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The most interesting observable objects in the Solar System



The solar system is composed of the Sun, eight planets, 19 moons, asteroids and a further 161 natural satellites orbiting various planets. There are many observable objects in our solar system though some are more difficult to observe than others. This piece will focus on the most observable objects which are of course the most important to astronomers.

Sun flares
Sun flares, active region. © NASA/SDO/AIA/JHelioviewer

The easiest body to see in our solar system is the Sun. It is the focal point of the solar system thus the name ‘solar system’. Shining at an apparent magnitude of -26.74, the Sun is too bright to observe even with the naked eye. It is highly inadvisable to observe the Sun without any kind of protection to your eyes as it will result in permanent eye damage. There are specially made filters and telescopes for observation of the Sun. Its atmosphere consists of 75% hydrogen and 24% helium while the rest are traces of oxygen, magnesium and other simple elements. It produces all its energy through nuclear fission where hydrogen is converted to helium to release enormous amounts of energy. It is 100 times the size of our planet Earth and is our primary source of energy. It rotates once every 25 days though its rotational period varies with latitude. It is faster at the equator and slower at the poles. The second brightest object in the sky is the moon. It is the only natural satellite of our planet and shines at an apparent magnitude of -12.2. It orbits the earth once every 28 days and rotates once around its own axis in the same period.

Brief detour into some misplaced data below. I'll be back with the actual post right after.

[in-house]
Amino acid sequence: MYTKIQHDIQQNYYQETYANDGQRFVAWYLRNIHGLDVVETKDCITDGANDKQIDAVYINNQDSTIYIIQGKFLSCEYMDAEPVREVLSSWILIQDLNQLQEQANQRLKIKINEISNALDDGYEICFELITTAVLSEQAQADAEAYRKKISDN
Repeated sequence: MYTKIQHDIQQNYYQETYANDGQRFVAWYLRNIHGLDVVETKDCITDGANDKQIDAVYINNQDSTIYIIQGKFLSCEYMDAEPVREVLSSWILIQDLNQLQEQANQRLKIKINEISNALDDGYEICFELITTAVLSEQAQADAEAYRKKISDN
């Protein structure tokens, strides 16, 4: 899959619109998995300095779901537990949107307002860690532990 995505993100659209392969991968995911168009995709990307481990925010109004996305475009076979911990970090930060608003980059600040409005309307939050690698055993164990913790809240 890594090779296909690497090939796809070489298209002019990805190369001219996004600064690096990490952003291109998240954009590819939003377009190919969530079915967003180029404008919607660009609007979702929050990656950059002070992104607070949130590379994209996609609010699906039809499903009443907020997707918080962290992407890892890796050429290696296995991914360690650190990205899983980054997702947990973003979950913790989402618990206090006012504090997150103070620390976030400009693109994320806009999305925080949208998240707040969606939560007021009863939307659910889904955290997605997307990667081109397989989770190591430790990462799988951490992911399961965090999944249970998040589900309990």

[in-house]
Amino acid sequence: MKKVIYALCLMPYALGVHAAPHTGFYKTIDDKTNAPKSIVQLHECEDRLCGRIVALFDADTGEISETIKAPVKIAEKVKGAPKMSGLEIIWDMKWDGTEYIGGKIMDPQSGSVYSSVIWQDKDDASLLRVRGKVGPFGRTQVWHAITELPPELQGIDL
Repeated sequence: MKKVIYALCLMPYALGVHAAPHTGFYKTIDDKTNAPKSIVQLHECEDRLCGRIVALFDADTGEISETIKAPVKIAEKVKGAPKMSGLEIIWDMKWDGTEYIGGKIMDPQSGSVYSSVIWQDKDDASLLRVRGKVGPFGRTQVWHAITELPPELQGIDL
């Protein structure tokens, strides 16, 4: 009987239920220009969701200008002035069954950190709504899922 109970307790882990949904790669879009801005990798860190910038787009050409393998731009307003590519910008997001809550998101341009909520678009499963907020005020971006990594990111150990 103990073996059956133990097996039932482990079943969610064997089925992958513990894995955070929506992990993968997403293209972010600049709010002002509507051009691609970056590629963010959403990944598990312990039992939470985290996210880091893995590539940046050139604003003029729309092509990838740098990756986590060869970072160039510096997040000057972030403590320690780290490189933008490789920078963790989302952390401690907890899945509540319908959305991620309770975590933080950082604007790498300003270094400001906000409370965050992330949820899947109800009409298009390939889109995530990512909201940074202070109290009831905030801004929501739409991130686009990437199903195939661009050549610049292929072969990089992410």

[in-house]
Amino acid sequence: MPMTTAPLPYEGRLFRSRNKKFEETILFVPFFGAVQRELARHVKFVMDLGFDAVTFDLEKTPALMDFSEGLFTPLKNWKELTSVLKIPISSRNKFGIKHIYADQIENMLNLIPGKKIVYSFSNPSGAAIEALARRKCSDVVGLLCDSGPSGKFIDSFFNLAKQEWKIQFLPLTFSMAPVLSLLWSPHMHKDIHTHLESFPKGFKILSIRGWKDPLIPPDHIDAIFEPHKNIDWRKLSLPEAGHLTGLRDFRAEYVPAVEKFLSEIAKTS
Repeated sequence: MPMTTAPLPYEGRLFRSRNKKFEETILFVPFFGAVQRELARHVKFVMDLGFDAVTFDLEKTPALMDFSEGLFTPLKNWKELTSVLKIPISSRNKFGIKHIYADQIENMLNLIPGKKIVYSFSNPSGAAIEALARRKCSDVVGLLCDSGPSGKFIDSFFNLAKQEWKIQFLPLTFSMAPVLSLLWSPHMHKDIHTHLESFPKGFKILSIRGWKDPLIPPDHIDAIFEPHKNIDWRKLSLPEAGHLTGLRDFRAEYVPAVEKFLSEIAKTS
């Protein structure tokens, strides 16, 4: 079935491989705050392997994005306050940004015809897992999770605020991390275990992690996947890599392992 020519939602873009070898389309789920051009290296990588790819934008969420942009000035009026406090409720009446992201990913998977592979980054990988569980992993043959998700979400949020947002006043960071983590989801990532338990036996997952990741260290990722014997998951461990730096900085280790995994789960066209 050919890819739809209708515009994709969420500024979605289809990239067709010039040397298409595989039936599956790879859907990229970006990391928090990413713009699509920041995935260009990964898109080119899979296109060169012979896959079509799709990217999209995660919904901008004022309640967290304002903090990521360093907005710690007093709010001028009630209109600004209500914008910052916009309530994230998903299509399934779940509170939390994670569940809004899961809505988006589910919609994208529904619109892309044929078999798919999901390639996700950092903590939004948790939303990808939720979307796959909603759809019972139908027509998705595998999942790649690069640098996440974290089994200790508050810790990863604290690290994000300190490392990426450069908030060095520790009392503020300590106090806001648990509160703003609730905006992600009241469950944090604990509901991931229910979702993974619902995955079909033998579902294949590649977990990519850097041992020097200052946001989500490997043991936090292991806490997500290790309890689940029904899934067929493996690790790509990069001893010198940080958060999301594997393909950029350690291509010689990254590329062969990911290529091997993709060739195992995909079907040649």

This is why we always see the same side of the moon regardless of its position in orbit. Its orbit is superimposed with the ecliptic which explains why it rises and sets just like the Sun. As a result of the Earth’s rotation, the moon appears to move slower than the Sun by 52 minutes each day. An interesting thing to note is that the moon raises at the exact time the sun sets during its full phase. So for at least a day each month it never goes completely dark.

Venus, also known as the morning or evening star is the third brightest object in the sky. Shining at an apparent magnitude of -4.1 at its brightest, Venus outshines all other objects in the night sky. For astronomers who know where to look, it is observable during the day at its longest elongation. It is the only other object that can be observed during the day apart from the moon. Its atmosphere is the harshest in the entire solar system. It has an atmospheric pressure of 92 atms at ground level and temperatures of 4620C. It is composed mainly of carbon dioxide, a feat that has earned it the name ‘greenhouse cauldron’. Its clouds, composed mainly of sulphuric acid, are the reason the planet shines so brightly. So dense is its atmosphere at ground level that an object falls as slowly as it would in water. Since it is an inner planet, Venus operates in close proximity to the sun. As such, it will never be at opposition with the sun. It overtakes earth once every 550 days during which period it makes the transition from morning star to evening star and vice versa. After Venus comes Jupiter in order of apparent brightness. At its brightest, it has an apparent magnitude of -3.0. It is normally brighter than all other stars in the sky as long it is on the same side of the sun as Earth. It is the biggest planet and the largest object in the solar system after the sun. Despite its size, it is a lot less dense than our planet at a density of 0.85g/cc.